The Town House in Medieval and Early Modern Bristol
    The Town House in Medieval and Early Modern Bristol large image 1
        Hardback

        Publication Date

        15 Nov 2014

        Summary

        An examination of the urban development of Bristol - a town which for much of its history was second only to London in size and importance. This study uses documentary and physical evidence to reconstruct the fabric of a city and the social character of its different parts.
        9920595
        9920595

        Main Summary

          This study, covering the period c.1000 to c.1800 AD, is of the medieval and early modern houses of Bristol, England’s second city in the later middle ages and again in the 18th century.  Based partly on the survey of surviving early buildings, the study also makes extensive use of documentary evidence and records of houses now demolished to analyse how town houses reveal the social structure and aspirations of Bristol’s citizens in this period.

          The development of the town and city in the medieval and the early modern period is examined, then aspects of life on the urban tenement plot.  The principal house types of the medieval period are fully explored, showing the aspirations and separate identity of the urban elite in the largest of such houses. Changes to existing houses and the emergence of socially distinct neighbourhoods all serve to underline differences in life style and status. Similar houses in North America and the West Indies underline Bristol’s pre-eminent position as a commercial city on the Atlantic rim in the 17th and 18th centuries.

          This book demonstrates the possibilities for using documentary and physical evidence to reconstruct the fabric of a city and the social character of its different parts.  Particularly important is the development of a new way of looking at medieval and early modern urban housing, focusing specifically on the relationships between different building types and changes in building forms, both of which reveal the complex character of an evolving commercial city.

          Additional Information

          Author

          Roger Leech

          Publishing Status

          Active

          Size

          246mm

          Number of Illustrations

          550

          Number of Pages

          452

          ISBN

          9781848020535

          Contents

            1. Introduction
            2. The Saxon and medieval town
            3. Developers - The early modern city
            4. The urban tenement plot in the medieval city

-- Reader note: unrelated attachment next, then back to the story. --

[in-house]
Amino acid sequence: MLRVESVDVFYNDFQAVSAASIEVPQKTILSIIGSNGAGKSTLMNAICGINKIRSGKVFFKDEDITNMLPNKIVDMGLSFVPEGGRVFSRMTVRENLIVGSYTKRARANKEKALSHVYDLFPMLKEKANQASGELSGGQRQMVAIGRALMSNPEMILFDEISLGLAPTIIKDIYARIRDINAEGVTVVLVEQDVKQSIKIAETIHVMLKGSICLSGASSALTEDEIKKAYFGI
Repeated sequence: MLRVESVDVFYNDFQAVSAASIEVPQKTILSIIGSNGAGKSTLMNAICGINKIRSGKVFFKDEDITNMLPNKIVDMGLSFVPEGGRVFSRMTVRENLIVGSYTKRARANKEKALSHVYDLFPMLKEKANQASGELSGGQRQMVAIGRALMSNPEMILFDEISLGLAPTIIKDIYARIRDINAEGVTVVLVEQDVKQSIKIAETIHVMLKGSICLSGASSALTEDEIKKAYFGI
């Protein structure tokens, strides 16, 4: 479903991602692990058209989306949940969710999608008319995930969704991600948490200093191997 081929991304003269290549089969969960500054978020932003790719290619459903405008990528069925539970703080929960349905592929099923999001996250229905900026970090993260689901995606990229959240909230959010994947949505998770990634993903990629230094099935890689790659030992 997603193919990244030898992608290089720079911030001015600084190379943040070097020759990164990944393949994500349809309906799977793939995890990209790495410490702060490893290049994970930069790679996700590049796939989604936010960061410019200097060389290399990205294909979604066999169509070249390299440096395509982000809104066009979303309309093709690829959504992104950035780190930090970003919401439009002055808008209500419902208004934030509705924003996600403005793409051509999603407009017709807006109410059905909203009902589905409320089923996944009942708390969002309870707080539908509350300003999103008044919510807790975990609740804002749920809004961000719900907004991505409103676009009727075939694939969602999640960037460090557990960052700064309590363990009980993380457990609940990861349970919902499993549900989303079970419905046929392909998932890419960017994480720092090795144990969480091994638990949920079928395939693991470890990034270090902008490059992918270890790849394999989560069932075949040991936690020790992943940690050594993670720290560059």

5. The Hallhouse
            6. The Shophouse
            7. The complexities of commerce
            8. The residential house
            9. The garden house
            10. Spaces and changes
            11. The company of the town
            12. Bristol and the Atlantic world
            13. Town Houses - Merchant Capitalism and the Streets of Bristol

            Reviews

              This book is clearly the result of a labour of love and offers as much in the way of social as architectural history, revealing the character of Bristol as a commercial city of great character and interest.
              Stuart Mee
              SPAB. Summer 2015
              ... this richly textured and thoughtful study, created through a long and profound study of words, images, and structures, will provoke thought and emulation elsewhere, and take a centre place amongst the new generation of town studies, meanwhile introducing us to a memorable parade of superb streets, buildings, and interiors from all periods.
              Julian Munby
              The Archaeological Journal, Volume 173, 2016
              ... a learned, painstaking, thoroughly researched and handsomely illustrated reconstruction of an urban fabric now largely lost or overlain.
              Frank Kelsall
              English Heritage Historical Review, Volume 9, 2014
              ... a triumph of dedicated scholarship and an inspiration to other urban historians. ... this is a magnificent achievement which will help to shape future approaches to the study of urban history.
              Malcolm Airs
              British Journal of Archaeological Association, March 2016
              ... It can be strongly recommended to everyone with an interest in urban housing.
              Nat Alcock
              Transactions of the Ancient Monuments Society, Volume 60, March 16
              Professor Leech has written what must remain for decades the definitive account. ... for anyone with an interest in the topic it is worth every penny for the instruction and pleasure it will afford. More, it is indispensable.
              Newsletter Avon Local History & Archaeology 141